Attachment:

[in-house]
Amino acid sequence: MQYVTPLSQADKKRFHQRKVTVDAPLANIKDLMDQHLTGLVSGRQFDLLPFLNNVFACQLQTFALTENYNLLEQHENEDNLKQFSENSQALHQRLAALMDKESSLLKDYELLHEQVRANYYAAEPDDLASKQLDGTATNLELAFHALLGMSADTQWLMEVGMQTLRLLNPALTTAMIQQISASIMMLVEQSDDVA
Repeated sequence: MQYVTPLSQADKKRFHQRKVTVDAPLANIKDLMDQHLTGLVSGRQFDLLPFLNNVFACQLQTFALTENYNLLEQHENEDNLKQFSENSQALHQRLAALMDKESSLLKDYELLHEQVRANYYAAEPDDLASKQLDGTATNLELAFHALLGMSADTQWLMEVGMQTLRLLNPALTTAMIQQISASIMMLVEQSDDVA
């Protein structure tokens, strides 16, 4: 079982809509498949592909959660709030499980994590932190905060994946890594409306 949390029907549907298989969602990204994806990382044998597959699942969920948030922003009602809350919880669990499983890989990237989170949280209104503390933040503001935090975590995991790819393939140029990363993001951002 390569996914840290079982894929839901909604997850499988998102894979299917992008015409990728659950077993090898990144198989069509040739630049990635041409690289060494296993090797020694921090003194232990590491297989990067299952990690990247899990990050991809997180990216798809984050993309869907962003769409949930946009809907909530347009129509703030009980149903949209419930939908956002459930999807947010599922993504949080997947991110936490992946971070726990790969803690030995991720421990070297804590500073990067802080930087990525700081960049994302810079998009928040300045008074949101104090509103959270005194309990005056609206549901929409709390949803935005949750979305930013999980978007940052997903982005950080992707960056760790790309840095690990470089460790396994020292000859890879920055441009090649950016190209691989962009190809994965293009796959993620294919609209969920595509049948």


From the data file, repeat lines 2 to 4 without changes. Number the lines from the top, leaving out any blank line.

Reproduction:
Amino acid sequence: MQYVTPLSQADKKRFHQRKVTVDAPLANIKDLMDQHLTGLVSGRQFDLLPFLNNVFACQLQTFALTENYNLLEQHENEDNLKQFSENSQALHQRLAALMDKESSLLKDYELLHEQVRANYYAAEPDDLASKQLDGTATNLELAFHALLGMSADTQWLMEVGMQTLRLLNPALTTAMIQQISASIMMLVEQSDDVA
Repeated sequence: MQYVTPLSQADKKRFHQRKVTVDAPLANIKDLMDQHLTGLVSGRQFDLLPFLNNVFACQLQTFALTENYNLLEQHENEDNLKQFSENSQALHQRLAALMDKESSLLKDYELLHEQVRANYYAAEPDDLASKQLDGTATNLELAFHALLGMSADTQWLMEVGMQTLRLLNPALTTAMIQQISASIMMLVEQSDDVA
């Protein structure tokens, strides 16, 4: 079982809509498949592909959660709030499980994590932190905060994946890594409306 949390029907549907298989969602990204994806990382044998597959699942969920948030922003009602809350919880669990499983890989990237989170949280209104503390933040503001935090975590995991790819393939140029990363993001951002 390569996914840290079982894929839901909604997850499988998102894979299917992008015409990728659950077993090898990144198989069509040739630049990635041409690289060494296993090797020694921090003194232990590491297989990067299952990690990247899990990050991809997180990216798809984050993309869907962003769409949930946009809907909530347009129509703030009980149903949209419930939908956002459930999807947010599922993504949080997947991110936490992946971070726990790969803690030995991720421990070297804590500073990067802080930087990525700081960049994302810079998009928040300045008074949101104090509103959270005194309990005056609206549901929409709390949803935005949750979305930013999980978007940052997903982005950080992707960056760790790309840095690990470089460790396994020292000859890879920055441009090649950016190209691989962009190809994965293009796959993620294919609209969920595509049948």